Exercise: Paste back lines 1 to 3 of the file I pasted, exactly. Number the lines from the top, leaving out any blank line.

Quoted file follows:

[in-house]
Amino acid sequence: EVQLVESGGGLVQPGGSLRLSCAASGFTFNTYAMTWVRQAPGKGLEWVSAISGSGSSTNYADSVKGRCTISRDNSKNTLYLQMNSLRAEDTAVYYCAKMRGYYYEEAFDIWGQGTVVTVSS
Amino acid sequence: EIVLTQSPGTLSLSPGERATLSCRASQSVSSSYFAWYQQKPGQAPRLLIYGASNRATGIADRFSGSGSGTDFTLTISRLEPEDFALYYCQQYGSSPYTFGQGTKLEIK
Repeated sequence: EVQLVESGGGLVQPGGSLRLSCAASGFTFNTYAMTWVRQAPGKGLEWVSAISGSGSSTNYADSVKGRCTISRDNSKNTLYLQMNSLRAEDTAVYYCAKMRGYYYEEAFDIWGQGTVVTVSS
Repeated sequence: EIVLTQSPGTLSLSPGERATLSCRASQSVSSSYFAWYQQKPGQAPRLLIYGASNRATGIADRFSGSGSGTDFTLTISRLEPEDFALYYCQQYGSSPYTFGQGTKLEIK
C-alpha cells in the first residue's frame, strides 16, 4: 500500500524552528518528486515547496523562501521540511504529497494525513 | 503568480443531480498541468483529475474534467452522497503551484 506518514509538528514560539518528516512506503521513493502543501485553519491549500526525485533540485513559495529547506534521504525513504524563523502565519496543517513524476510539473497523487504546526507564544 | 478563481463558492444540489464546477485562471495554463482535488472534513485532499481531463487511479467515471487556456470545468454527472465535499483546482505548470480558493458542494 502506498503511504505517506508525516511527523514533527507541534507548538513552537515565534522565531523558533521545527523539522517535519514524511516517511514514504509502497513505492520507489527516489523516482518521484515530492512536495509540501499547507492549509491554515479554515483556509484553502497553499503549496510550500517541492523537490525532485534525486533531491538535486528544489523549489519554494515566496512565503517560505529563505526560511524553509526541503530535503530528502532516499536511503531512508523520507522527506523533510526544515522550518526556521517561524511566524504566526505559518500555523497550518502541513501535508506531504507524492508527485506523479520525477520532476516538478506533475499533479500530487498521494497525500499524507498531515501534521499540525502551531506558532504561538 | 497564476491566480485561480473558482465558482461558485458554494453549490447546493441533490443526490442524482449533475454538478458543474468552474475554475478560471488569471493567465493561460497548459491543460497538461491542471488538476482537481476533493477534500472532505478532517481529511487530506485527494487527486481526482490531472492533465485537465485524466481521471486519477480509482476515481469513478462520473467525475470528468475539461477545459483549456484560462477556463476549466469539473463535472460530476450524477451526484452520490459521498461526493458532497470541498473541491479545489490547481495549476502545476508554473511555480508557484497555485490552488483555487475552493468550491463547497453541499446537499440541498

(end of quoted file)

[in-house]
Amino acid sequence: EVQLVESGGGLVQPGGSLRLSCAASGFTFNTYAMTWVRQAPGKGLEWVSAISGSGSSTNYADSVKGRCTISRDNSKNTLYLQMNSLRAEDTAVYYCAKMRGYYYEEAFDIWGQGTVVTVSS
Amino acid sequence: EIVLTQSPGTLSLSPGERATLSCRASQSVSSSYFAWYQQKPGQAPRLLIYGASNRATGIADRFSGSGSGTDFTLTISRLEPEDFALYYCQQYGSSPYTFGQGTKLEIK